Nonpathogenic Viruses Transferred During Fecal Transplants


Communities of viruses can be transferred during fecal transplants, according to a study published this week in mBio, an online open-access journal of the American Society for Microbiology. Fortunately for patients who use this procedure, the viruses found to be transmitted in this study appear to be harmless to humans.

Fecal transplants are widely used for treating refractory Clostridium difficile infection, offering more than a 90 percent cure rate. The procedure is being tried for other gastrointestinal ailments such as irritable bowel syndrome and ulcerative colitis. During a fecal transplant, stool collected from a donor who has a healthy gastrointestinal tract is mixed with a solution (often saline), and then placed by colonoscopy, endoscopy, sigmoidsocopy, or enema into a patient with a gastrointestinal ailment. This transfers potentially "good" bacteria into a patient. Similar to blood donations, the donating candidate is tested for high-risk viruses such as HIV.

"Fecal transplants are widely used in medicine now and they work, but you might ask what viruses are moved along with the desirable bacteria," said principal investigator of the new study, Frederic Bushman, PhD, chair of the Department of Microbiology, Perelman School of Medicine, University of Pennsylvania. "The donors are screened very extensively for GI diseases and other infectious diseases, however you worry about the unknown unknowns, infectious agents that might be bad, but not screened for."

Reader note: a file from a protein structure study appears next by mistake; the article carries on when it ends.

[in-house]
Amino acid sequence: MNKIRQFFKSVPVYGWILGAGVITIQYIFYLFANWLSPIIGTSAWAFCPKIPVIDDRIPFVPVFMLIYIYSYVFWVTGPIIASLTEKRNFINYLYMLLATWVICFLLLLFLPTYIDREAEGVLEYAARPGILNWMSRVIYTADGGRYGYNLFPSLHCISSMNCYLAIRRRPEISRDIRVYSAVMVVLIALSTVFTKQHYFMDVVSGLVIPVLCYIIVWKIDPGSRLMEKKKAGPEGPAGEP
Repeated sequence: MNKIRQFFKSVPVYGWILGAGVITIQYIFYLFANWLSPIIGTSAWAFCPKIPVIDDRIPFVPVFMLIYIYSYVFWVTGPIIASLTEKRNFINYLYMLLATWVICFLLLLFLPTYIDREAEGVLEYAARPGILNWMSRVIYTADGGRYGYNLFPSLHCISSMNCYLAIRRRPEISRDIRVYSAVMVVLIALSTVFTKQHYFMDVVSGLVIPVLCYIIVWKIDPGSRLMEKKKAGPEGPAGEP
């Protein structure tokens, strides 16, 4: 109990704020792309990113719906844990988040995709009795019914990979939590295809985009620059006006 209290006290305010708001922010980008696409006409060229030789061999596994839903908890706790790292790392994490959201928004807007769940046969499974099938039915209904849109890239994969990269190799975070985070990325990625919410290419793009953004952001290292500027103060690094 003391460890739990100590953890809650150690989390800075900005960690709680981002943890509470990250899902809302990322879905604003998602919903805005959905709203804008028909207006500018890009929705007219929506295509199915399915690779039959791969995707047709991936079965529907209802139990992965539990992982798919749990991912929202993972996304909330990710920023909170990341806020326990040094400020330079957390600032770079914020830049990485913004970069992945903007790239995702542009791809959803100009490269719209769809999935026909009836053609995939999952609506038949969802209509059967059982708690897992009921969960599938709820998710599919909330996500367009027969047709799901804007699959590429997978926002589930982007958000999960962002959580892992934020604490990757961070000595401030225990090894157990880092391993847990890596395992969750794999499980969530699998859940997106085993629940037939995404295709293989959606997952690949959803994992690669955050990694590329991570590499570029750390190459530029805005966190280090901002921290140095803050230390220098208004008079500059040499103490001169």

In the new study, the researchers analyzed the fecal transplants from a single, healthy donor to three children with chronic ulcerative colitis. The children received intensive treatment, a course of 22 to 30 transplants. The researchers purified viral particles from the poop of the donor and the recipients and conducted deep genomic sequencing to determine whether any viruses were transferred.

"We could see bacterial viruses moving between humans and we were able to learn some things about transmission, but we did not see any viruses that grow on animal cells that may be of concern for infecting and harming patients," said Bushman. "We saw mostly temperate bacteriophages."

A temperate virus does not always cause immediate lysis following entry to a host, but can adopt a latent state, replicating its genome along with the host's genome after integration. These latent viruses can induce during times of stress, burst the cell, and liberate new viral particles into the environment. Some temperate bacteriophages can be of medical concern, such as ones that carry toxin genes or contribute to antibiotic resistance, but they are much less of a concern than animal cell viruses.

Temperate phages appeared to be transferred preferentially during fecal transplants. "We speculate that the temperate replication style exists, in part, to promote virus dispersal, to allow viruses to reach new environments where they can flourish," said Bushman.

The full study can be read online at:

Source: American Society for Microbiology

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